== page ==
Parenting Orders are legally binding orders that relate to the care arrangements for children. Parenting Orders determine where children live, who they spend time with or when they communicate with their parents. For more information call us!
What are Parenting Orders?
Parenting Orders are legally binding orders that determine where children will live, who they spend time and when they communicate with their parents.
Parenting Orders also include matters which relate to parental responsibility for major or everyday decisions for the care, welfare and upbringing of children.
Can Parenting Orders be made by agreement or consent?
Parents are strongly encouraged to work together and cooperatively to reach consent or agreements about their children’s custody or living arrangements. In working towards reaching Parenting Orders parents may choose to participate in lawyer-assisted mediation, negotiation or through collaborative family law practice.
Once agreement or consent is achieved, the agreement can be drafted by our specialist lawyers and become consent Parenting Orders.
What if my ex and I can't agree about the parenting arrangements for our children?
If you have tried everything to agree but feel that your ex is unreasonable and is not considering the best interests of the children, then you may have no choice but to seek parenting orders from the court.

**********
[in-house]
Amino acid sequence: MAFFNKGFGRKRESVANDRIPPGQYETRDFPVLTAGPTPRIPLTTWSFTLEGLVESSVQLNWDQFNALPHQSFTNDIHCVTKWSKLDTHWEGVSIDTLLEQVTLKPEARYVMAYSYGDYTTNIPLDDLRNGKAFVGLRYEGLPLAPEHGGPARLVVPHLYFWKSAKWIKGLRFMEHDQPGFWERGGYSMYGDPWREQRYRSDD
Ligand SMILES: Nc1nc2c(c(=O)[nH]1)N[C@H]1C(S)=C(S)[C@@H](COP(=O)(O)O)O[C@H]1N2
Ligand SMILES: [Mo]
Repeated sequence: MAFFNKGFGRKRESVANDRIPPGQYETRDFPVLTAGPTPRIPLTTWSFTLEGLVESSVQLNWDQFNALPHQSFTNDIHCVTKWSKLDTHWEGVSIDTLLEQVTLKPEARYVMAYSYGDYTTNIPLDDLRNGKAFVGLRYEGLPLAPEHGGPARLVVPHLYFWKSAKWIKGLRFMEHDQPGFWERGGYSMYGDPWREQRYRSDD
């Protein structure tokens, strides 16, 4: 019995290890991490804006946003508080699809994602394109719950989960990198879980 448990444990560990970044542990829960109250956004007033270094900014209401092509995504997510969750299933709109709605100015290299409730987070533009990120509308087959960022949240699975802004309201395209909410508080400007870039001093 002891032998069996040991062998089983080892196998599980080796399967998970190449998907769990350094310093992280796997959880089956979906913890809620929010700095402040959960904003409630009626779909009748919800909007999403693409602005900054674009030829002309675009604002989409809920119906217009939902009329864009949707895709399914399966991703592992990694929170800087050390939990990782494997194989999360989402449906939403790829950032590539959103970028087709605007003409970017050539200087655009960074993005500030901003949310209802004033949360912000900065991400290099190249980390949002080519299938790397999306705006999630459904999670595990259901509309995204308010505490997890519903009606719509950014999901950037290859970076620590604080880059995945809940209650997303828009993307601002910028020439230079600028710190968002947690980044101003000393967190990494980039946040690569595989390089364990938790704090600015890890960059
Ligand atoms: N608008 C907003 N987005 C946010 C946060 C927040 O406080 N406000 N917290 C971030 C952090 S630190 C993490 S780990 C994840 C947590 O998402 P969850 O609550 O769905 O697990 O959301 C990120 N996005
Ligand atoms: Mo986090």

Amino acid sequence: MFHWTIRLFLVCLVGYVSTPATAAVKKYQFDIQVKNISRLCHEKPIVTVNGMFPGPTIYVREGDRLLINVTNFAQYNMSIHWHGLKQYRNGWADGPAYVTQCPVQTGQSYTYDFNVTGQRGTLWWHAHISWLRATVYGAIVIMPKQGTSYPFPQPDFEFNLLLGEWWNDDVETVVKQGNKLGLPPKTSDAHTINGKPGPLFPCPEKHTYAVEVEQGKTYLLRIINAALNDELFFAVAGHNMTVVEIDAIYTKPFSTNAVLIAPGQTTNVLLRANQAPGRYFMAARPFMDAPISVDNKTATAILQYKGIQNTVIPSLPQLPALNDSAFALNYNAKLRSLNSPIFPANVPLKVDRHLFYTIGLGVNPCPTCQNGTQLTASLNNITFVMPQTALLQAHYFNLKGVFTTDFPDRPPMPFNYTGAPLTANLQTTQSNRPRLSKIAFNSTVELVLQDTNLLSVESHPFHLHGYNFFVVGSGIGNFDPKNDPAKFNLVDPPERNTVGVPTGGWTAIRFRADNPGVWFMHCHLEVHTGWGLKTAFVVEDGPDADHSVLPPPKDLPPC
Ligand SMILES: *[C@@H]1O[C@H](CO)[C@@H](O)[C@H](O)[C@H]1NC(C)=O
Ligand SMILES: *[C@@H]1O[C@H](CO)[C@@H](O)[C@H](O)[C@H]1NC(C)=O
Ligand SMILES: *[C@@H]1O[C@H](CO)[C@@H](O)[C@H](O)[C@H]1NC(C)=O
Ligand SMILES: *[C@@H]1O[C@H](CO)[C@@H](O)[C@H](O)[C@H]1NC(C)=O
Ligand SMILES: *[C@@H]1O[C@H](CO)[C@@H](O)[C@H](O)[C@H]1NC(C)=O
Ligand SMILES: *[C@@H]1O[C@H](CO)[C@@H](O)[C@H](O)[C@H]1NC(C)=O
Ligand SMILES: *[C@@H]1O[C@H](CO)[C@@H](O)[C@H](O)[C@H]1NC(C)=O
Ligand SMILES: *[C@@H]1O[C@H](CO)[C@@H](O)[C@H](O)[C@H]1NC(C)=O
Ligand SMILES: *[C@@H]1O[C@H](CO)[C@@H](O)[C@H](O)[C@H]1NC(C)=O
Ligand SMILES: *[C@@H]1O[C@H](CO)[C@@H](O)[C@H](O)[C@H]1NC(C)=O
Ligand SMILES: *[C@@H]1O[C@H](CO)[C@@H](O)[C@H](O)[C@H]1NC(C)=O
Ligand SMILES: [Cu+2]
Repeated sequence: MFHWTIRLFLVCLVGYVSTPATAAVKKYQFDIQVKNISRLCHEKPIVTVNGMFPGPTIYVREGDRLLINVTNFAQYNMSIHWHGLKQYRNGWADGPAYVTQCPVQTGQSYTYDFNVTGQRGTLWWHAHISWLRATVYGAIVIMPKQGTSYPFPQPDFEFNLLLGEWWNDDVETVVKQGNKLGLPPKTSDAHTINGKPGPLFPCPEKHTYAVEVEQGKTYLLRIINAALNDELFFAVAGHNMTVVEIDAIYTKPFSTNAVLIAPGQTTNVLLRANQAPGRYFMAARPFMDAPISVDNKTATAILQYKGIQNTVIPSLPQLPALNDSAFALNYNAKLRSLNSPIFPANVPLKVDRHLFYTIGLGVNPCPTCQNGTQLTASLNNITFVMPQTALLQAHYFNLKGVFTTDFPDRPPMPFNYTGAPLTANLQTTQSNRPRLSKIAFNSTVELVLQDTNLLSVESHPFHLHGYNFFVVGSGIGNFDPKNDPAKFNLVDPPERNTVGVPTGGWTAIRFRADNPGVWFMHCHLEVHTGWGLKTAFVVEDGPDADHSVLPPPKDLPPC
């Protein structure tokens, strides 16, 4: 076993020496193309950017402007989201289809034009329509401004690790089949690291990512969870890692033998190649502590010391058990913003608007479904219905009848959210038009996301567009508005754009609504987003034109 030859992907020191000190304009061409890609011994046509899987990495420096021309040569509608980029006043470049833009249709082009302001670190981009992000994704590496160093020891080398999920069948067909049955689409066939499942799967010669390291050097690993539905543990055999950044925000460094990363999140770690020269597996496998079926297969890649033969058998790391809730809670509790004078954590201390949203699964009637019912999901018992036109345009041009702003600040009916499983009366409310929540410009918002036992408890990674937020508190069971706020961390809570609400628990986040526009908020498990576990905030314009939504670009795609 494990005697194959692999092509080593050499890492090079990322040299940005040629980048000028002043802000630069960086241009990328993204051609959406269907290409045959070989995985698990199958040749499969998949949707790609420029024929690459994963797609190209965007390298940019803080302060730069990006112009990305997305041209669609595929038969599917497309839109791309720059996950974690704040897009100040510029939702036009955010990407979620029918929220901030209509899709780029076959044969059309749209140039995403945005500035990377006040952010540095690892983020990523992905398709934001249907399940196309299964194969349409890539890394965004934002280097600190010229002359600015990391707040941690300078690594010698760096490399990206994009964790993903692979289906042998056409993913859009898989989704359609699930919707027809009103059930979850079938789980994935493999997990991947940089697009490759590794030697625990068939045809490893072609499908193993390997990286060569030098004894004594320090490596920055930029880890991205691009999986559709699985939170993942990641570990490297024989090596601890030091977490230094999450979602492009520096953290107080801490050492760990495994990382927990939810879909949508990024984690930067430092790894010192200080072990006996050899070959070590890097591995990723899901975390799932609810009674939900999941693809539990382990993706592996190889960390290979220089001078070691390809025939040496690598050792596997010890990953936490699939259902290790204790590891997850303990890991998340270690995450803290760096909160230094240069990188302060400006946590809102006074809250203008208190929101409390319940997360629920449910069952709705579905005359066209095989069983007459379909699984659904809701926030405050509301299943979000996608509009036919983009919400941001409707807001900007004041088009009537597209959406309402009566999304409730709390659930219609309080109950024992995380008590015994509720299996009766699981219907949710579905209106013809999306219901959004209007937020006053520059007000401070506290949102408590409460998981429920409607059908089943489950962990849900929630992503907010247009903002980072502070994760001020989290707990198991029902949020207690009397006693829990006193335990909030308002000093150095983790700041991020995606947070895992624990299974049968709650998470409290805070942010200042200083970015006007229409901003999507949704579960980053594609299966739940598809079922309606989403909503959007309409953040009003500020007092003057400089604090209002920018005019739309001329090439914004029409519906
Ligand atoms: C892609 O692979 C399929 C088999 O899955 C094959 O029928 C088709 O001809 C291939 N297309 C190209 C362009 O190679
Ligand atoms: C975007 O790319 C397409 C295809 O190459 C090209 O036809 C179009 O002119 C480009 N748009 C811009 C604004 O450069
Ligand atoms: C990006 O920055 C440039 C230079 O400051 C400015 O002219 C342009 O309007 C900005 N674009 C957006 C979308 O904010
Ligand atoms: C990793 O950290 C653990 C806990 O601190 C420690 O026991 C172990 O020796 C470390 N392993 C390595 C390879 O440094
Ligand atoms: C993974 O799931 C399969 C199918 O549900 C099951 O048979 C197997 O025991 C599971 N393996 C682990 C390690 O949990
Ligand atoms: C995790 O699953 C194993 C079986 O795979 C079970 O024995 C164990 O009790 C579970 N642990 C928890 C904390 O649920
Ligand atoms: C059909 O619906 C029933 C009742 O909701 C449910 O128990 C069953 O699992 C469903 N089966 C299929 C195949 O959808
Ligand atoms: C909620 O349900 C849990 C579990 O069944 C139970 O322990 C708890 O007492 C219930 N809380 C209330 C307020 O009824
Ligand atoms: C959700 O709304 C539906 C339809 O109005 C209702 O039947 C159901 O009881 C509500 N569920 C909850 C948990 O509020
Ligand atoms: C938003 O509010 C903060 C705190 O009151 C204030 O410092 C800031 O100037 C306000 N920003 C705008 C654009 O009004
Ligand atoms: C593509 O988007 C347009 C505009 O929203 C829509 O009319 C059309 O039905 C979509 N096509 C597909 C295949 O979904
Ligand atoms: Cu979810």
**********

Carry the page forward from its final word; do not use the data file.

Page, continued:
In this case, the court will decide what is in the best interests of your child and will make orders about the custody of your children. The court will decide where your children will live, who they will spend time with and who will make the major decisions for the children’s welfare and upbringing.
Why do I need Parenting Orders?
Parenting orders provide you, the other parent and the children with stability and consistency in relation to the care, live with and spend time with arrangements for children.
Unlike parenting plans, they are legally binding and if they are breached then you can apply for contravention of the parenting orders.
General Information – Parenting Orders
Parenting Orders can be made by consent or by a court. It is always encouraged and preferable for parents to come together and reach agreement about the custody or parenting arrangements for their children when their relationship ends.
In fact, it is compulsory for parents to mediate first (unless there are exceptional or urgent matters) before they file any application at court seeking that the court make parenting orders.
In situations where there are allegations of child abuse or domestic violence or where there is an apprehended domestic violence order, it is usually not appropriate to mediate. If there is urgency such as a child abduction, mediation will be bypassed and the matter will need to be dealt with at court.
Whether parents mediate, collaborate or litigate their parenting matters, the primary and over-arching principle is that parenting orders must be in the best interests of the children.
To determine what is in the best interests of children, Section 60CC of the Family Law ACT provides a list of factors that must be considered. It is important to note that although all children have a right to a meaningful relationship with their parents, the need to protect children and keep them physically, emotionally and psychologically safe takes priority.
A parent, grandparent or a person who is concerned with the care, welfare or development of a child (such as step-parent) may apply to the court for Parenting Orders if agreement cannot be reached.